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When discussion diffraction, a typical experiment to use to demonstrate it is the double-slit experiment. For example, in the historical discussion about corpuscular vs wave theories, they cite Thomas Young's experiment as a proof. Why use double-slit when a single slit works? Is there any specific behavior that works with double-slit only?

Another related question is: do electrons show interference pattern if they pass through a single slit? Since they act like a wave, I would assume they do, but then every single book/source I have read about this only considers double-slit, so not sure.

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  • $\begingroup$ -1. The double slit experiment illustrates interference. The single slit experiment illustrates diffraction. $\endgroup$ – sammy gerbil Sep 9 '17 at 23:28
  • $\begingroup$ Diffraction is really a generalization of interference as a continuous summation (integral) instead of a discrete summation. Also diffraction in the single-slit experiment should be enough evidence for the wave nature of electrons as well. $\endgroup$ – Tob Ernack Jul 31 at 6:39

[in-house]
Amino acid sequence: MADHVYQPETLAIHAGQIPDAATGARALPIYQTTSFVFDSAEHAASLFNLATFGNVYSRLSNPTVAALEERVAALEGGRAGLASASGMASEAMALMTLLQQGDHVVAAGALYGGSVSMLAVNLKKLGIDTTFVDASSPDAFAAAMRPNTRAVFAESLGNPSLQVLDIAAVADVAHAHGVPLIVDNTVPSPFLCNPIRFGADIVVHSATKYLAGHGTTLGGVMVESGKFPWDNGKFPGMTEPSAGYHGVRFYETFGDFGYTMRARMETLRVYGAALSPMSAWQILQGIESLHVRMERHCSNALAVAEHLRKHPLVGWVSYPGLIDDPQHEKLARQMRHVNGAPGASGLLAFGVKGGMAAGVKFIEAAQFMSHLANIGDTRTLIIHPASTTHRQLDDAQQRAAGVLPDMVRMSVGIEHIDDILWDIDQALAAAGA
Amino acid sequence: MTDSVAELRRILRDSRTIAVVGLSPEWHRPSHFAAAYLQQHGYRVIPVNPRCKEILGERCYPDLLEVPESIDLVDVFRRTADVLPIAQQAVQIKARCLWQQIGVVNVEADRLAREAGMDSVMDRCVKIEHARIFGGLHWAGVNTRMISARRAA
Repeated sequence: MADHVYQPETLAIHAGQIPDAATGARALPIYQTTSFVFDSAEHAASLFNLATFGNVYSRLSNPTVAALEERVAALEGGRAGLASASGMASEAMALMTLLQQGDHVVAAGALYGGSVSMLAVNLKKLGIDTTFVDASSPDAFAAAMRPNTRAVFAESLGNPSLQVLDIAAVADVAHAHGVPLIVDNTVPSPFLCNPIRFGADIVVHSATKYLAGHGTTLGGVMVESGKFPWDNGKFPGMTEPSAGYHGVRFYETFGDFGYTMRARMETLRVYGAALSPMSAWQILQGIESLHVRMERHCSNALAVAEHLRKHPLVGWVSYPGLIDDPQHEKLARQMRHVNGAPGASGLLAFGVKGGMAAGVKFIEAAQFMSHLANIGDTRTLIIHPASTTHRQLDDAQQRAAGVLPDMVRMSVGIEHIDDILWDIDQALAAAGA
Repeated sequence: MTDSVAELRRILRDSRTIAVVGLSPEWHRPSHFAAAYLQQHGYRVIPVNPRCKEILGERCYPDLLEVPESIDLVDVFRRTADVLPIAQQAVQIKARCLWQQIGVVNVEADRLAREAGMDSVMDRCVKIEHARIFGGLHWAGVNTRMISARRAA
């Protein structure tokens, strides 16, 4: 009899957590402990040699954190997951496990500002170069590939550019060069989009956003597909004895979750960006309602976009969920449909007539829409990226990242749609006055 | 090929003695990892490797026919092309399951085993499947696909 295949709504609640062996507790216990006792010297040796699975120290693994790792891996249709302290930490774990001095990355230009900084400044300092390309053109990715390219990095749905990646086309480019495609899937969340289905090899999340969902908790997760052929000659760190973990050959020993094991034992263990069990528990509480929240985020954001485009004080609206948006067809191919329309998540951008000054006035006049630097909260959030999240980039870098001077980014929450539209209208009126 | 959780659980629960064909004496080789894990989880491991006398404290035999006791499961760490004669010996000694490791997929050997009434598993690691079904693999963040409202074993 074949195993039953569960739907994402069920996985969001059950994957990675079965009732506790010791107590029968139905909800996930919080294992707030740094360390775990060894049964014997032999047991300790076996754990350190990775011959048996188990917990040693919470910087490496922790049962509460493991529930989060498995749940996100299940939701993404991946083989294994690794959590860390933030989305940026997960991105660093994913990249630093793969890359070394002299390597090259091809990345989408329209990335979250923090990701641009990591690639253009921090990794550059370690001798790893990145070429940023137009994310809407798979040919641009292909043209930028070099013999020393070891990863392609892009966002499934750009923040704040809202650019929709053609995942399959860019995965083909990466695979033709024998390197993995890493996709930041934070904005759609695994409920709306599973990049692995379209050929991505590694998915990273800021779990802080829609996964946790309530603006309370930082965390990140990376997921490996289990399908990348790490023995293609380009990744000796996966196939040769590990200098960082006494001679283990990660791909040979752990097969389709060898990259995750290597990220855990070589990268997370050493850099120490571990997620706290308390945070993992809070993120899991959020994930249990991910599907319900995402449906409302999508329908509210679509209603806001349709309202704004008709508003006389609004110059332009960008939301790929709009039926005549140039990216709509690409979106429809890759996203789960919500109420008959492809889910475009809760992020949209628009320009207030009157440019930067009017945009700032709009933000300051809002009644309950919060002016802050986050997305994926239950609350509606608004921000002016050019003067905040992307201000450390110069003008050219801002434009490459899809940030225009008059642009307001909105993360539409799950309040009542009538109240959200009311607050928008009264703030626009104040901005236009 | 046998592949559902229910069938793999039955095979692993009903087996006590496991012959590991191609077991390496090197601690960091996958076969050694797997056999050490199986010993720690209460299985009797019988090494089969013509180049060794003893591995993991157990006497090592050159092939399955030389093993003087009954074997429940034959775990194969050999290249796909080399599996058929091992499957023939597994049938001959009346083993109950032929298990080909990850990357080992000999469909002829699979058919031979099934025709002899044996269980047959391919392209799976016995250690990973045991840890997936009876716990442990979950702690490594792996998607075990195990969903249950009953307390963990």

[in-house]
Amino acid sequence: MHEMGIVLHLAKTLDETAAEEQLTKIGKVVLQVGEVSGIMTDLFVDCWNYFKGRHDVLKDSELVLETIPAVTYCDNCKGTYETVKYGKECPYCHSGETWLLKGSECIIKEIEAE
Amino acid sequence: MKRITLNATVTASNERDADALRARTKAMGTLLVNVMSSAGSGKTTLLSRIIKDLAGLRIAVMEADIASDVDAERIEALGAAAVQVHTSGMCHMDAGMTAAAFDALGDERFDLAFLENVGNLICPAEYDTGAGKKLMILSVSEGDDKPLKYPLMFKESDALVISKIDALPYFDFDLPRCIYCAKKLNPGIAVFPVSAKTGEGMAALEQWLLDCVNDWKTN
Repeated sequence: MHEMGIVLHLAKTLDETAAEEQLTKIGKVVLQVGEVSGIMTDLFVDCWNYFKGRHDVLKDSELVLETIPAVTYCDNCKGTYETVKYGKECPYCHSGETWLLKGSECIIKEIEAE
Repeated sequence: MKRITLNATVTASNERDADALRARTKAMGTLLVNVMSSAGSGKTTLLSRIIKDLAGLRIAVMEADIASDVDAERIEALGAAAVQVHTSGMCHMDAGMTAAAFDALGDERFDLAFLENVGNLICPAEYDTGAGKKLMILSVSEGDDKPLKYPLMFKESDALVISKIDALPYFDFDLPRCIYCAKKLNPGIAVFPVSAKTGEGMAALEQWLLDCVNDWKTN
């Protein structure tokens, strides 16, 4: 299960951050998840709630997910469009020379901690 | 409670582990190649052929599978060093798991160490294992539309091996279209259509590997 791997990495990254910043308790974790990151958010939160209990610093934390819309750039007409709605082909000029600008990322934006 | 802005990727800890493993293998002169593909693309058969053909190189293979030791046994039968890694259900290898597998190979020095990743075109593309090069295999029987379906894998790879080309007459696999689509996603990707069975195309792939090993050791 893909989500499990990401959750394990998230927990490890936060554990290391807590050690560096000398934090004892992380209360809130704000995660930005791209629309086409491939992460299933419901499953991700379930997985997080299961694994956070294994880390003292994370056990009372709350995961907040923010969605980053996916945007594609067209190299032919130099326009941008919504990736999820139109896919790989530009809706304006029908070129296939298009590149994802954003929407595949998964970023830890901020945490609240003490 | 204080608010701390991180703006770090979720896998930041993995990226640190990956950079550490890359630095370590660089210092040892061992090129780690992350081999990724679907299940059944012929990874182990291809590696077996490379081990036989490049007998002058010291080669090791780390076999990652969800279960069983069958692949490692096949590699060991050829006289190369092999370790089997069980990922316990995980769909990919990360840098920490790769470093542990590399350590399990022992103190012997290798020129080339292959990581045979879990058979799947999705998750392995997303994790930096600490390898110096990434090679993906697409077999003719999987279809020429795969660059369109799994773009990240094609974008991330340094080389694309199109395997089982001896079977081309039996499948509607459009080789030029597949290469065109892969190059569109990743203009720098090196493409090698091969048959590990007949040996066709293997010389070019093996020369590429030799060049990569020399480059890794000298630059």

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Two-source interference is mathematically very easy to analyse. Diffraction from a single slit is less easy, because one has a continuous array of sources.

In an elementary treatment of two SLIT interference one can treat the slits as two point sources at their centres, and therefore not worry about the details of diffraction. It's the sheer simplicity of two source interference which makes this so appealing – from the time of Thomas Young to the present day.

I'm pretty sure that electrons do show single slit diffraction effects, but can't cite specific experiments.

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